Let’s Take A First Look At The Benjamin Gunnar PCP Air Rifle

The Benjamin Gunnar PCP air rifle is the latest introduction from Velocity Outdoors. It’s already in stock and shipping at major airgun dealers in .22 and .25 calibers.

A .22 caliber sample of the Gunner arrived at the HAM offices recently. It’s definitely an interesting product!

Selling for a Street Price of a Grand – well, actually $999.99 – it sound expensive compared to a regulated Marauder at $600. It’s true that Benjamin air rifles are successful selling at close to this price – the popular big bore Bulldog at $860 – for example. But, still, it places the brand into a higher market level, facing-off against quality products from some established high-end brands.

First impressions are definitely positive as the Gunnar is supplied packed in a heavy-duty synthetic carrying case. This case has side and end handles. It also has wheels, being suitable for dragging across solid surfaces like concrete.

That robust case will protect the Gunnar on its’ journey to you. And that’s a not insignificant benefit. It’s also large enough to hold the rifle with a substantial scope mounted on it. That’s not always the case with other cases (groan!) that are bundled with air rifles.

You’ll need to collapse the Gunnar’s multi-length AR-style stock to fit, but that’s no real hardship.

Claimed power levels are competitive. Muzzle Energies of up to 32 Ft/Lbs in .22 caliber and 50 Ft/Lbs in .25 cal are listed for the Gunnar.

The Gunnar has a large, alloy HPA tank that promises a good shot count. The regulator is built-in to the tank assembly, rather than being integral to the receiver. However, the gun has to be de-gassed and the tank assembly removed and disassembled to adjust the regulator setting.

One secret benefit of this is that the “V block” holding the pressure gauge and quick disconnect fill nipple can be re-assembled with the gauge facing the opposite side, should that be more convenient for the user.

There’s a solid, two-piece Aluminum receiver. This provides a substantial housing for the trigger, hammer, valve, safety, bolt and and cocking mechanism. There’s also a front, underside Picatinny rail. We mounted a Leapers TBNR bipod to this.

In front of the trigger, there’s a gauge showing the regulator output pressure. Surprisingly – perhaps – for 2022, the HPA tank fills to a moderate 3,000 PSI. The regulator is set to approximately 1,500 PSI when received from the factory.

That’s the de-gassing screw that you can see in our photograph above, next to the gauge.

Bolt operation is courtesy of a sidelever mechanism. Two magazines are supplied with each gun. The .22 cal mags hold 12 shots. In .25 caliber, it’s 10. They’re somewhat different to the traditional Marauder magazines – as you can see from the photograph below.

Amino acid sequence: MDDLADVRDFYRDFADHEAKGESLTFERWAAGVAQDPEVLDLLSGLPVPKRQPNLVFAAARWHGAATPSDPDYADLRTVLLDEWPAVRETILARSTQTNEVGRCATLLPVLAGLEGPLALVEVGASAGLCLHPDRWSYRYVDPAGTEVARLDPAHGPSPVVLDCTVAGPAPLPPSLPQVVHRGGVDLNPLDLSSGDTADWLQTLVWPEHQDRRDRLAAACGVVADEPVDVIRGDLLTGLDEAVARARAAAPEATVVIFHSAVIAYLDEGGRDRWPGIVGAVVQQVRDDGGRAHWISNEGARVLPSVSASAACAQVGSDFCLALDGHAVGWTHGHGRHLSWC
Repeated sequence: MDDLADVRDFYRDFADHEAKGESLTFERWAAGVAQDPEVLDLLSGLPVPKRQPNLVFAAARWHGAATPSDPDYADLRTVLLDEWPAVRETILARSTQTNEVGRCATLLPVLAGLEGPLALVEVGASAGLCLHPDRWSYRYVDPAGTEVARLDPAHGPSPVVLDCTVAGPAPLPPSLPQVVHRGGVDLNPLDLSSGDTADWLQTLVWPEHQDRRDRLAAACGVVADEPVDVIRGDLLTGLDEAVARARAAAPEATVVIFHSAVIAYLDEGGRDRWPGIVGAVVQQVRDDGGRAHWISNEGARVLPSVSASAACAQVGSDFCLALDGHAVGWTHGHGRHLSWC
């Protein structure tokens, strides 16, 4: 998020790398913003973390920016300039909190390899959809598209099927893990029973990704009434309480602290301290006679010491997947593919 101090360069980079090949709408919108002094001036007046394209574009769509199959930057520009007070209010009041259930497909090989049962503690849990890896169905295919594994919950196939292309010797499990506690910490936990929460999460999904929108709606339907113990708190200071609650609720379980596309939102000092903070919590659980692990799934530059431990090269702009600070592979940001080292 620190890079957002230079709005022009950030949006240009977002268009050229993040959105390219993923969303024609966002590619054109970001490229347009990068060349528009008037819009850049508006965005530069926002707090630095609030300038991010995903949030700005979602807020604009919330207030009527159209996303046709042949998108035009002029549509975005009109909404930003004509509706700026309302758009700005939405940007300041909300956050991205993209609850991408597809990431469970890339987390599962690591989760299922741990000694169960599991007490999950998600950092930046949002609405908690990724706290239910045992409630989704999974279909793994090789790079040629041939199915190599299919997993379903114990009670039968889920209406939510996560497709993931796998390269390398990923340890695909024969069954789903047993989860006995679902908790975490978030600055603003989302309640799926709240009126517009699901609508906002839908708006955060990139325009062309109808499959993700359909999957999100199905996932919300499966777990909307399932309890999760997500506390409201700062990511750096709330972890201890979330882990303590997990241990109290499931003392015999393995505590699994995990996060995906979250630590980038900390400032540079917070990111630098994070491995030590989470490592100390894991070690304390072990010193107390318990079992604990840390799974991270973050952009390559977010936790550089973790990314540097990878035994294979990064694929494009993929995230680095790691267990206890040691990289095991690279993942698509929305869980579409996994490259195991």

The Gunnar magazine is left, a (well-used) Marauder mag is on the right.

The obligatory power-adjustment control is located on the left side of the receiver. This works by varying the size of the transfer port. The power control lever is provided with 5 positions. There’s no hammer spring adjustment capability on the Gunnar.

We used the top Picatinny rail to mount a Hawke Sidewinder 30 SF 4-16 x 50 scope. There’s a clear design benefit here as the magazine does not project  above the Picatinny rail. This allows a low scope height to be attained which many shooters will find to be a good thing.

Pistol grip and buttstock are AR-compatible units. The pistol grip is – well – “grippy”. Make that pleasantly grippy.

The buttstock is multi-length adjustable. The cheekpiece is also adjustable: not only for height, but also for position along the stock’s length. This is a pretty high-end buttstock!

Indeed, there’s also a third Picatinny rail on the underside of the stock. This can be used for mounting a monopod for benchrest shooting.

The barrel is fully-shrouded. However a replacement shroud end cap is also supplied with the gun. This can be screwed-into the end of the shroud to allow a moderator to be added, should extra quietness of report be desired. We installed a 0dB unit for our test.

So there’s a lot of positives to be seen in this first look at the Benjamin Gunnar. HAM will be testing it in future, so keep checking-back for our full, comprehensive review!

The post Let’s Take A First Look At The Benjamin Gunnar PCP Air Rifle appeared first on Hard Air Magazine.


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